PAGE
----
From six calamities he will rescue you;
in seven no harm will touch you.
In famine he will deliver you from death,
and in battle from the stroke of the sword.
You will be protected from the lash of the tongue,
and need not fear when destruction comes.
You will laugh at destruction and famine,
and need not fear the wild animals.
For you will have a covenant with the stones of the field,
and the wild animals will be at peace with you.
- Job 5:19-23
Yet for your sake we face death all day long;
we are considered as sheep to be slaughtered.
- Psalm 44:22
“I will deliver this people from the power of the grave;
I will redeem them from death.
Where, O death, are your plagues?
Where, O grave, is your destruction?
- Hosea 13:14
“Where, O death, is your victory?
Where, O death, is your sting?”
The sting of death is sin, and the power of sin is the law. But thanks be to God! He gives us the victory through our Lord Jesus Christ.
- 1 Corinthians 15:55-57
It was Veterans’ Day nearly a month ago and I thought of something that caused me to pause. With Pearl Harbor Day coming up later this week, I thought this might be a good time to mention this.
When you face an enemy in combat, you do not always do so bravely. In fact, as I have mentioned before, still unable to find the quote, a Congressional Medal of Honor recipient once said that a hero was just as scared as everyone else. In fact, he was so scared, he ran in the wrong direction.
To illustrate this, the US Army has a couple of Airborne divisions. They can jump out of an airplane and get to the hot spot in a hurry.
But there is a problem with that. You now have two fears to deal with. You have the ever-present fear, at least in combat, that the enemy gets to you before you get to them. But you have the additional fear that your parachute might not open.
Of course, each soldier packs his own chute and spends a lot of time learning how to do that properly, but accidents happen.
But to overcome the fear, the Airborne soldier sings about it. There are two songs that I know of.
The first is Blood on the Risers. It is sung to the tune of The Battle Hymn of the Republic. You can find the original words on Youtube and other places, but this following version is shortened and updated by Vincent J. Speranza. It leaves out the torture of the original version where his main chute does not open and then he gets tangled in his reserve chute and then he must think about what will happen when he lands. The Speranza version jumps quickly to the blood on the risers, brains somewhere else, and pouring him from his boots. He at least leaves out the “SPLAT!” Besides the video is a series of clips from various Band of Brothers reunions.
I have heard the 82nd Airborne Choir sing the above song, the original words, in a medley with the other song, Beautiful Streamer, to the tune of Beautiful Dreamer. I could not find a suitable video, so here are the lyrics.
Beautiful streamer open for me
Blue Skies above and no canopy
Counted nine thousand – waited too long
Reached for my ripcord – the darn thing was gone.
Beautiful streamer, why must it be
White silk above me is what I should see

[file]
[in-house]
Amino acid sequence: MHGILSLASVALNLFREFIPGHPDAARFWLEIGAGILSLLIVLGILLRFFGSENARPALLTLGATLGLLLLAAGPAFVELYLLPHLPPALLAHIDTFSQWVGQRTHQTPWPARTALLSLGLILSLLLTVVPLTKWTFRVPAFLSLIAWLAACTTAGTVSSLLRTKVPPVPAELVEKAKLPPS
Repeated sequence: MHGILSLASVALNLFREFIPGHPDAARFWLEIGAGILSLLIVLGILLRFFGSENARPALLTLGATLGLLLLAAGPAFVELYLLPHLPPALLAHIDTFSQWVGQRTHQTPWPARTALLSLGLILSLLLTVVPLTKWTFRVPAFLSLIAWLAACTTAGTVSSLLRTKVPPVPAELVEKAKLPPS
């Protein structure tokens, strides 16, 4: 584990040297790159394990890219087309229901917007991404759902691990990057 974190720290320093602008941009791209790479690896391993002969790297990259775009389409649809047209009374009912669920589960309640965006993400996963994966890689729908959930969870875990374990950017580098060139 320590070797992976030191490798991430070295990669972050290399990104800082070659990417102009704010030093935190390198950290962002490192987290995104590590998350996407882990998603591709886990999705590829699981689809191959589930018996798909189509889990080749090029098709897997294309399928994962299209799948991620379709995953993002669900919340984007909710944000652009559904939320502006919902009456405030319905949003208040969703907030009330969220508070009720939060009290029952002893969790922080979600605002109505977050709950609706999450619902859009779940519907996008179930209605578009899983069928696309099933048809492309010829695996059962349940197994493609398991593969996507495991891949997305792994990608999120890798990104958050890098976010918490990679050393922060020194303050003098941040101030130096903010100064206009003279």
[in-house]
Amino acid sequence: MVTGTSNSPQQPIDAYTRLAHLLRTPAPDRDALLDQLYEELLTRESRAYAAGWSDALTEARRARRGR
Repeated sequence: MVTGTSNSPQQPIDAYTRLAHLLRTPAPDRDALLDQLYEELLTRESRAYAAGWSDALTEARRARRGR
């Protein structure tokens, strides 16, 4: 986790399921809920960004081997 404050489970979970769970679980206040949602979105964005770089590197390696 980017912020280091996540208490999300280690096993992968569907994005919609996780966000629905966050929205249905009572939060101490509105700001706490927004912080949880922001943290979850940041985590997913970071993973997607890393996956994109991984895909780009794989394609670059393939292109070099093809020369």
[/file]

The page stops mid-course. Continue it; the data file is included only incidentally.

Just like my mother looks over me
To hell with the ripcord, twas not made for me.
Beautiful streamer, follow me down
The time is elapsing and here is the ground
600 feet and then I can tell
If I’ll go to heaven or end down in hell.
Beautiful streamer, this is the end
Gabriel is blowing “My Body Won’t Mend”
All you jump happy son’s of a gun
Take this last warning – Jumping’s no fun
- Beautiful Streamer
Why do we laugh at death? Gabrielle Applebury wrote an article for lovetoknow.com about laughing at death. There are many psychological reasons. You do not like or cannot deal with negative emotions. You have no idea how to express your negative emotions. You could be like me and be taught to never cry. Note: I may not cry often, but I know not to laugh at a funeral. Or you are afraid of the subject and you laugh in the face of death.
That last one is often false bravado. In my junior year of college, my ROTC company commander wanted to be a career soldier. He went to Airborne school right after his initial officer course for his specialty. On his last jump, a jump made with full gear, the wind was marginal at the drop zone, but then it kicked up as they left the aircraft. He was blown well past the drop zone and he found a nice field to land in, although controlling where to land was not really possible. He wasn’t falling that fast, but his lateral speed was extremely high due to the wind. When he landed, he was placed in an ambulance. His entrenching tool (for you non-military, a small shovel) landed before he did and was driven through his hip when he landed on top of it. Before he ever started, his career was over.
His story made up my mind. As Beautiful Streamer ends, “Jumping’s no fun.” I decided to get Airborne qualified.
But to the Airborne qualified soldiers and to those that I knew in the Airborne divisions, especially while attached to a Corps level desk job in the reserves, and to the member of the Band of Brothers that I knew well who has passed on, I salute you.
Whether bravery, bravado, or just too scared that you must sing, keep our country safe.
But for each of us, death is inevitable. But Hosea and 1 Corinthians make it sound that we all can laugh at death. Death does not have the final say. With Jesus in your heart, death only provides us the pathway to be with our Savior. Death, where is thy sting?! Indeed.
Soli Deo Gloria. Only to God be the Glory.